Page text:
Project: Vogue 7711 (1952), Waistcoat, Version 2

Readers,

Remember that black linen big-pocketed waistcoat I made a while back? That was my wearable test, sewn from stash fabric I was willing to sacrifice.  The test turned out very well. That waistcoat was perfect to wear browsing in New York’s garment district. I can stow a lot of swatches in those pockets!

A wool-silk version of a waistcoat I made in linen in the summer.

A wool-silk version of a waistcoat I made in linen in the summer.

A few days ago I cut out another waistcoat, from the same wool-silk blend I used for the McCall’s coat (pattern 8814, from 1952).  I finished the waistcoat this afternoon.

I made this as a relatively quick wardrobe-extender. I’ve also made a skirt and pants from this very same fabric, and with the waistcoat I can now create ensembles.  I can wear the waistcoat with solid complementary colors, too.

This waistcoat can be worn with contrasting solids, or...

This waistcoat can be worn with contrasting solids, or…

I’m showing this with a black skirt and top so the lines of the waistcoat show up better.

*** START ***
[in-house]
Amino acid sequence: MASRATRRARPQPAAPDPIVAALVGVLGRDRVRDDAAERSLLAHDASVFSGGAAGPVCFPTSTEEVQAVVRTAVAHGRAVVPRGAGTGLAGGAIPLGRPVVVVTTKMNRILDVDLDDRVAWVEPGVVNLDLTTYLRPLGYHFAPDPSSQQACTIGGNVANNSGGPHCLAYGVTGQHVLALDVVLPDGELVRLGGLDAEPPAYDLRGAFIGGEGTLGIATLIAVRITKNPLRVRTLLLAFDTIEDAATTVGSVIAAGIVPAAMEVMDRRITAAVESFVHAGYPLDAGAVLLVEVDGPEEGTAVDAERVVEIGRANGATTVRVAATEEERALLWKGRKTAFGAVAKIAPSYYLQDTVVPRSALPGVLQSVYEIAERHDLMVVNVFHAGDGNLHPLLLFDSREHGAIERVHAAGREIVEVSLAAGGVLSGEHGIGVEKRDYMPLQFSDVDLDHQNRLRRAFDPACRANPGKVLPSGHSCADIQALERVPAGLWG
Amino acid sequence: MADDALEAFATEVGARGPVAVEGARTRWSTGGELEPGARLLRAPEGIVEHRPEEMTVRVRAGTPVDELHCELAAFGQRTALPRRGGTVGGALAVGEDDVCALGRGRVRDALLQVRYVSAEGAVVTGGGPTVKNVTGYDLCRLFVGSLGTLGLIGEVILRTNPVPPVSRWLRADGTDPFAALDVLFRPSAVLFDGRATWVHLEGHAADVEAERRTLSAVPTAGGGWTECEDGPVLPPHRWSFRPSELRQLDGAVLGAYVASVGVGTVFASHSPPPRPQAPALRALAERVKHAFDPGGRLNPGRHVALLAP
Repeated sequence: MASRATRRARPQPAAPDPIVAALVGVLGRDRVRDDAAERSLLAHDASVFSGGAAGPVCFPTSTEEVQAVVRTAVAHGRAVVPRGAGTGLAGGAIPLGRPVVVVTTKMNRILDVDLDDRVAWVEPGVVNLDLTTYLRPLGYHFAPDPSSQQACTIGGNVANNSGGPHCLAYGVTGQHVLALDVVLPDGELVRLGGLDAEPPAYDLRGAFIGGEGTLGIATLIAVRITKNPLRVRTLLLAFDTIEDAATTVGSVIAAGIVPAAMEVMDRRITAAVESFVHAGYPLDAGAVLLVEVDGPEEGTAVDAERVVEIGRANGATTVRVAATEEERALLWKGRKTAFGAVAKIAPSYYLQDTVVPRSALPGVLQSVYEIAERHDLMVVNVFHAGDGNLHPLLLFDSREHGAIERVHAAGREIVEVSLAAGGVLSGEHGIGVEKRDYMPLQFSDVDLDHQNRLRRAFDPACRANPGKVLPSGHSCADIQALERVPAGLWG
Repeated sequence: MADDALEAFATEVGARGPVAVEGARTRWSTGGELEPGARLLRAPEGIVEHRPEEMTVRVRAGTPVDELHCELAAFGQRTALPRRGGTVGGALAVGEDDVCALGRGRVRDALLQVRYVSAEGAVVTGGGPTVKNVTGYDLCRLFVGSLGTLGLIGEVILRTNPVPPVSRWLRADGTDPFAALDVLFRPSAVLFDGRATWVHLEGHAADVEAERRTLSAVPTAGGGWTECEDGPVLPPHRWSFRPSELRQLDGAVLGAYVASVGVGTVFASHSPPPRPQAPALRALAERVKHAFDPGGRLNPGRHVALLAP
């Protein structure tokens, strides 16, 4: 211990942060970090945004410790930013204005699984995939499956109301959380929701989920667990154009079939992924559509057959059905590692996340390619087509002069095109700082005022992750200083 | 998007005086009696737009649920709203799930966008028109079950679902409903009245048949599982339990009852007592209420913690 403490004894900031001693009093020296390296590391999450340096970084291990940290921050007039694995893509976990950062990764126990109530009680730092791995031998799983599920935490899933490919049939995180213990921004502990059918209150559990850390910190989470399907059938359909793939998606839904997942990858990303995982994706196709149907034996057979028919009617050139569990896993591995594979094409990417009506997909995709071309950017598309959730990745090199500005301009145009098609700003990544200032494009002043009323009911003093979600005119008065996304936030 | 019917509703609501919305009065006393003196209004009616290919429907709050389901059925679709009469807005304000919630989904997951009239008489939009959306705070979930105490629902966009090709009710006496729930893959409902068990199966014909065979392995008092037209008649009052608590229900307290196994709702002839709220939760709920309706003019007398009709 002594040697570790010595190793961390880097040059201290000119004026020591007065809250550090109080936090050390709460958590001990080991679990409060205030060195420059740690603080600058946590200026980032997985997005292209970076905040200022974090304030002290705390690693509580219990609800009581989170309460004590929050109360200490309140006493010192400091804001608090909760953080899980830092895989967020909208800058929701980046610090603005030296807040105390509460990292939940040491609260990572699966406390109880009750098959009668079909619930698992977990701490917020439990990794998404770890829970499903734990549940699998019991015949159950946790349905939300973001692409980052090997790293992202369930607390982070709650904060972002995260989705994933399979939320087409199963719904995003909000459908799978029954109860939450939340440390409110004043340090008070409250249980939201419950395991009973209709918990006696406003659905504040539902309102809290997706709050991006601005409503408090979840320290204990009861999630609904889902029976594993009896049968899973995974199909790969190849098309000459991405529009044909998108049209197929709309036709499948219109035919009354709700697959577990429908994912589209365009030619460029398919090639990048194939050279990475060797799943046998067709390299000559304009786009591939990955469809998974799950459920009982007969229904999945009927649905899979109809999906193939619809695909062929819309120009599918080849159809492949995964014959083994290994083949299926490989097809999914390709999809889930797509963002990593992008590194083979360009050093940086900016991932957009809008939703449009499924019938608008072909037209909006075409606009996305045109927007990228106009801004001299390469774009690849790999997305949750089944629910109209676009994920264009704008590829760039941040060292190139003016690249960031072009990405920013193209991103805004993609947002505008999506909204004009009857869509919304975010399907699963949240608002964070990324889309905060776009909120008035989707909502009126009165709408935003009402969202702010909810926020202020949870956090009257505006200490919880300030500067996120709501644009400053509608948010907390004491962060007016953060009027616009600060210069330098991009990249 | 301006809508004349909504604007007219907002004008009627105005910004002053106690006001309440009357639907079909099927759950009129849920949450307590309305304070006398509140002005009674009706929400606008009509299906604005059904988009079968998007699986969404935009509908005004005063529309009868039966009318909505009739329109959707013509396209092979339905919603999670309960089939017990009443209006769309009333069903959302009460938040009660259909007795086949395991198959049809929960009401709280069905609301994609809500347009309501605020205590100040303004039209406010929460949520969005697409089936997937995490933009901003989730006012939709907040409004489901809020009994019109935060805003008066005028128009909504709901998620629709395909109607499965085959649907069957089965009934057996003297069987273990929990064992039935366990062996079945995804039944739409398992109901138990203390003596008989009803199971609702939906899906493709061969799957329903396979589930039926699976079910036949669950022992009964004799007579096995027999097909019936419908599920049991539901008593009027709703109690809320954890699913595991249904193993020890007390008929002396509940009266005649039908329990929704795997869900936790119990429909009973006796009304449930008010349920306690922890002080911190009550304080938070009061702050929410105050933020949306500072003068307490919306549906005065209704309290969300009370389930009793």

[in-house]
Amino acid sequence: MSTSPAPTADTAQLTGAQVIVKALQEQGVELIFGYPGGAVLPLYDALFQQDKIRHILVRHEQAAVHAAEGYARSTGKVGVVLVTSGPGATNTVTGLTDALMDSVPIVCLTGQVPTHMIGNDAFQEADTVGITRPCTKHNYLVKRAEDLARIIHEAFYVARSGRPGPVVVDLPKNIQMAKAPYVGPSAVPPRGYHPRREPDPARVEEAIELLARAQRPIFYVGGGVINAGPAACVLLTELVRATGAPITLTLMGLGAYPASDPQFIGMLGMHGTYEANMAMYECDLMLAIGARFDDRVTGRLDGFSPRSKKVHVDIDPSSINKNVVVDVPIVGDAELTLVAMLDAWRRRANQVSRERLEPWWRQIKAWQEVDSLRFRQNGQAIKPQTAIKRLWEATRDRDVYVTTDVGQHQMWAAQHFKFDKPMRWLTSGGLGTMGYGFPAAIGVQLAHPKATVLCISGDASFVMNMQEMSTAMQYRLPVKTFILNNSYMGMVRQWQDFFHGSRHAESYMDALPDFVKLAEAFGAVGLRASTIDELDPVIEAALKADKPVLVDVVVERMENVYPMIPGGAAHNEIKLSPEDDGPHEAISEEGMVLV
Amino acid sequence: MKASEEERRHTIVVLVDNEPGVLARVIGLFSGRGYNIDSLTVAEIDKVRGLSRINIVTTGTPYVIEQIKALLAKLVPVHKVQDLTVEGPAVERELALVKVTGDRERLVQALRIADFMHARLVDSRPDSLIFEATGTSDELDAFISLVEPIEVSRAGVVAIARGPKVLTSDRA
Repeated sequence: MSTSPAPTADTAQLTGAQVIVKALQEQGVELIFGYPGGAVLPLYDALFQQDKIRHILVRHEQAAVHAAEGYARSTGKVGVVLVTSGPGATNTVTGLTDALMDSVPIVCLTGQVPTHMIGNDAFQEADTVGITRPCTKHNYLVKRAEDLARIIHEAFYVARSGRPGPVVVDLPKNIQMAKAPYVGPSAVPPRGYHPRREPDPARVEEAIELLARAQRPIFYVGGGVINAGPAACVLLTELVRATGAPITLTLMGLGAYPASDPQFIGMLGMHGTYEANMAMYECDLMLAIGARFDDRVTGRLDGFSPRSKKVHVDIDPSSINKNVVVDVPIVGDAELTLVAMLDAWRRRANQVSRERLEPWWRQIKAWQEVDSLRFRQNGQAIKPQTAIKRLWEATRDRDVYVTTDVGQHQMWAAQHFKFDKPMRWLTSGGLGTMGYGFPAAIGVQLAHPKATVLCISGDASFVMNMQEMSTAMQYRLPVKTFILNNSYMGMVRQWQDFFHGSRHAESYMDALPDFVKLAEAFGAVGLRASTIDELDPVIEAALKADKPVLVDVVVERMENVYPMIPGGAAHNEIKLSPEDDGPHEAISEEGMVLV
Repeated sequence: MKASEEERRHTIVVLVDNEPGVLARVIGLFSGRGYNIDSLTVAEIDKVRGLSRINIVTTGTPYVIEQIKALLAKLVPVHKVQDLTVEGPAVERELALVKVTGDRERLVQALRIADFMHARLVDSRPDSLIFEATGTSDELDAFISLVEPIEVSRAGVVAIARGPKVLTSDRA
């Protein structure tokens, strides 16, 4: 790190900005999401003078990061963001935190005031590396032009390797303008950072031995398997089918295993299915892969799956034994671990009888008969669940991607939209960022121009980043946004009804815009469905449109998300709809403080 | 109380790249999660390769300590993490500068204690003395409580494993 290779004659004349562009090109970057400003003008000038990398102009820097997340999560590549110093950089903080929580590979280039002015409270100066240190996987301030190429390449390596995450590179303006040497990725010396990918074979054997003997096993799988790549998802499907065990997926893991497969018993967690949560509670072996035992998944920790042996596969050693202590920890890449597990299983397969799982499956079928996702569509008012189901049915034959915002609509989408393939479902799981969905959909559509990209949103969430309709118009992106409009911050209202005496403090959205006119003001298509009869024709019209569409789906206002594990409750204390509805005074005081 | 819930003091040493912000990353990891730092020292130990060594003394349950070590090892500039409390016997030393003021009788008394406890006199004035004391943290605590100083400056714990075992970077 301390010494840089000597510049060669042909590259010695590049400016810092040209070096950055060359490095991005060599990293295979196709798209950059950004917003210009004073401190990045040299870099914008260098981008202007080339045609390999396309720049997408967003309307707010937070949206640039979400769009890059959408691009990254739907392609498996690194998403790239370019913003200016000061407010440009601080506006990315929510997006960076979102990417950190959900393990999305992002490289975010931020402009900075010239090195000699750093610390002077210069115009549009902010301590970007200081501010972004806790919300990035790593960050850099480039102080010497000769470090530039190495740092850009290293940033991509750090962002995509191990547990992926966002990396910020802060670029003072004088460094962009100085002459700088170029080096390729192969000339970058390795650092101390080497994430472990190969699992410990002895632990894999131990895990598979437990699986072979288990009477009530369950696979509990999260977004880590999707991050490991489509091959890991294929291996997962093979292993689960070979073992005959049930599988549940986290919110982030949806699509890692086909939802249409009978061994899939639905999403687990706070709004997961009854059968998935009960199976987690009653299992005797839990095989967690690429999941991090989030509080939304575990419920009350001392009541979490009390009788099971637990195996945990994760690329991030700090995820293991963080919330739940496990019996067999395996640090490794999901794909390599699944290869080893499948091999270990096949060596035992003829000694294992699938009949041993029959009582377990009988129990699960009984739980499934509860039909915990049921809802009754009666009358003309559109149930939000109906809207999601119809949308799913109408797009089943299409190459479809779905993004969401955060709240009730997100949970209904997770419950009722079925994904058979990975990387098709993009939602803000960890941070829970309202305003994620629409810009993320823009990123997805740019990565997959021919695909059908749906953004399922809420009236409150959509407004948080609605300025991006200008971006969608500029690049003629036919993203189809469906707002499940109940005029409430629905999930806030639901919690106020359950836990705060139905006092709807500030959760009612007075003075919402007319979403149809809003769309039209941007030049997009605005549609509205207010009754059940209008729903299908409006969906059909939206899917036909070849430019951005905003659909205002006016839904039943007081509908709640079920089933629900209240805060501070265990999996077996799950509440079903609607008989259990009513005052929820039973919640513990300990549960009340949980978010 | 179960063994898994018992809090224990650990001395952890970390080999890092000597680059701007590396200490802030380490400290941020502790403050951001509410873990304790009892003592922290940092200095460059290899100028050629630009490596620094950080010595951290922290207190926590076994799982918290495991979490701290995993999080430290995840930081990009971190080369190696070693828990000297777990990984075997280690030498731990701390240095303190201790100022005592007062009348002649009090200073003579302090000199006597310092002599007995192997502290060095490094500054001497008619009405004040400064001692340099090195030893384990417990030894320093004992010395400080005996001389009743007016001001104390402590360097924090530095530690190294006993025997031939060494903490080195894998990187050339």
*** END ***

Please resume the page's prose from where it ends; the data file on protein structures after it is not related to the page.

...with a matching skirt.

…with a matching skirt.

I really like the waistcoat worn with the matching skirt, which has a smart-casual feel to me. In this I can feel like I put some thought into getting dressed without sacrificing practicality. I can push up my sleeves and cook or do dishes in this (wearing an apron), which I’d never do while wearing one of my jackets.

The lower sections are unlined and the wrong side of the fabric is exposed.

Back view: the lower sections are unlined and the wrong side of the fabric is exposed.

Construction was straightforward. I just have one quibble. There is a point where you expose just a little raw edge, where you clip into the seam allowance. Below the clip you fold the seam allowance to the front and above the clip you fold it to the back. That point of the clipping is a weak spot where raveling could occur. Maybe there’s a professional trick to avoid the homemade look. Until I learn the trick I’ll dab some Fray Check on that point.

Following this instruction exposes some threads to raveling and an unsightly homemade look.

Following this instruction exposes some threads to raveling and an unsightly homemade look.

Closeup: Clipping into the seam allowance to fold it to the back and to the front exposes some threads to raveling. What's the garment industry solution to this?

Above the clip, the seam allowance is folded to the back. Below, it’s folded to the front. Right at the clip are threads threatening to come loose. This doesn’t look professional.

For anyone making this waistcoat I’d suggest interfacing the fronts for additional stability for the buttons and buttonholes. The fronts don’t have facings, only lining, so they risk being a little too soft and floppy.